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Key Strategies for Value Creation Through Back to Basics

1/12/2022
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As we enter another year marked by COVID-19 as a persistent reality, brands will need to adjust to a more streamlined consumer mindset when it comes to consumption, through simplification and the adoption of a ‘back to basics’ approach in terms of marketing, product innovation and portfolio realignment. The crisis has highlighted a collective increased appreciation of personal health and the health of the planet, and has demonstrated our capability of being content with less. While the consumer desire for product and service experimentation remains intact, the pursuit of simpler lives is marginally stronger and has seen an uptick compared with pre-pandemic years, with 69% of global consumers looking for ways to simplify their lives in 2021, according to Euromonitor International’s Lifestyles Survey.

Value reassessment in health, wellness and beauty in particular will manifest in more targeted solutions, simpler brand messaging, enhanced transparency and efficacy, alongside stronger projections of economic, ethnic and geographic inclusivity, price point accessibility, as well as social and ethical purpose, which have become wellness pursuits in their own right.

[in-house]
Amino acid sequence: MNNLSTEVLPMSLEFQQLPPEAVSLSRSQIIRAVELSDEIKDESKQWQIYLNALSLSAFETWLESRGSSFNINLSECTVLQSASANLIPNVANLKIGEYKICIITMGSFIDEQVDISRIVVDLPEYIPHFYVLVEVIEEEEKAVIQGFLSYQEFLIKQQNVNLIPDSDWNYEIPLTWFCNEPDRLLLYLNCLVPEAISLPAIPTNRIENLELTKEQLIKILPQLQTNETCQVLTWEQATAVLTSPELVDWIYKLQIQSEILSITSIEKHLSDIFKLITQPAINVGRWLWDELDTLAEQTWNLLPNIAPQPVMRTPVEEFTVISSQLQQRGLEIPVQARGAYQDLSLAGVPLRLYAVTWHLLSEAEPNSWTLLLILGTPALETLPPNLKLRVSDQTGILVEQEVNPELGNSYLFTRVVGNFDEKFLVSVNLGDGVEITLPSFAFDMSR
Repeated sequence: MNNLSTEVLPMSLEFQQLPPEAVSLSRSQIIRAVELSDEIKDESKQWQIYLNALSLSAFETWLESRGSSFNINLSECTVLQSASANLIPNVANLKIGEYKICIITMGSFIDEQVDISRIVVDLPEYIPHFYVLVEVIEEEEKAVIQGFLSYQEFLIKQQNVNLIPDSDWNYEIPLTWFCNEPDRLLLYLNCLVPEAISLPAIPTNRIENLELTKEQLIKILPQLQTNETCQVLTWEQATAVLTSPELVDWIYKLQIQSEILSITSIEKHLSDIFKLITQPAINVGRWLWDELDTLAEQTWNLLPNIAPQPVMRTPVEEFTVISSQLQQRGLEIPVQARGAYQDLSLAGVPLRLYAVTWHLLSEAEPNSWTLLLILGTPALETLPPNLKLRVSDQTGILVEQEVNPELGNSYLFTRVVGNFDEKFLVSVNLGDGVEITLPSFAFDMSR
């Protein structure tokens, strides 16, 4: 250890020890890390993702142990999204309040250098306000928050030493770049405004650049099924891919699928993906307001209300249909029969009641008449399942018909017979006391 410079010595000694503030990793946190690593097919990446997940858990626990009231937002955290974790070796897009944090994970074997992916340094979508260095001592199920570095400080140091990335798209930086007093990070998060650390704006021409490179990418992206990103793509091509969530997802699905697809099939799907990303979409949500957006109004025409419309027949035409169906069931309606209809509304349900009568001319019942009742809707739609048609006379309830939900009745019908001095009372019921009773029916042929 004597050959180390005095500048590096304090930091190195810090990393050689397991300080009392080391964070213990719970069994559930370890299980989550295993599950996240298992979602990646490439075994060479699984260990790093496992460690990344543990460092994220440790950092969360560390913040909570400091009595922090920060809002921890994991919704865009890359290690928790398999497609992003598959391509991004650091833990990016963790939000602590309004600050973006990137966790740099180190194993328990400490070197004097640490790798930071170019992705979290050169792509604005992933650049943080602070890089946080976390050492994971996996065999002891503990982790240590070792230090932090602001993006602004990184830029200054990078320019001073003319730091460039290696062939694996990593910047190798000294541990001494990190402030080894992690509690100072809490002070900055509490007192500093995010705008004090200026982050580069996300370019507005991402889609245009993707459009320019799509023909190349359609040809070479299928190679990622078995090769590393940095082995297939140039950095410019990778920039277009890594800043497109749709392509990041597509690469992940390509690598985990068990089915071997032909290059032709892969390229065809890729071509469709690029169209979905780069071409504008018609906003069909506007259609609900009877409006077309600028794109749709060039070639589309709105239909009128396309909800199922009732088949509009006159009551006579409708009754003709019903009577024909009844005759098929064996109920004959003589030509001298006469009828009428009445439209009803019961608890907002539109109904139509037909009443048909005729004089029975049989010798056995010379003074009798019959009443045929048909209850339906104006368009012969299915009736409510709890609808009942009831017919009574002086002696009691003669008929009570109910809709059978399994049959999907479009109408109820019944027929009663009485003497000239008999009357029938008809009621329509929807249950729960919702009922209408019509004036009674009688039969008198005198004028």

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Simplicity and minimalism

The concept of back to basics is rooted in a drive toward simplicity and minimalism in all phases of product development, from marketing and ingredients to understated packaging design.

Alongside an increased tendency towards routine simplification, other factors to consider are more simplified branding around need states and advocating the theory of boosting the skin’s natural resilience to avoid over-sensitised skin conditions which multiple product layering can create.

From a formulation perspective, with many beauty brands already adopting the strategy of singling out signature “hero” ingredients or touting fewer and less processed ingredients, a next natural progression would be a greater focus on education around safety, personalised benefits and results, as well as the potency of actives.

Brands embracing a minimalist ethos are also able to reinforce higher purpose-driven credentials and resonate well with more ethically-minded consumers, a tactic which applies across a wide range of categories, including colour cosmetics and fragrances, which do not have traditional associations with minimalism.

Product and price hybridity

With a strong polarisation between the impact on premium and mass beauty, the masstige segment is gaining further traction. As reported by Euromonitor International’s Voice of the Consumer Beauty Survey, 50% of global consumers spend on average USD6-20 on anti-agers, vs 25% who spend USD30 or more. With so-called ‘skintelectuals’ coming to the fore, challenges around higher price point justification will persist.

Taking cues from beauty, further price tier segmentation and blurring is also taking place in the dietary supplements space, with growing product proliferation and sophistication in personalised solutions being more evident.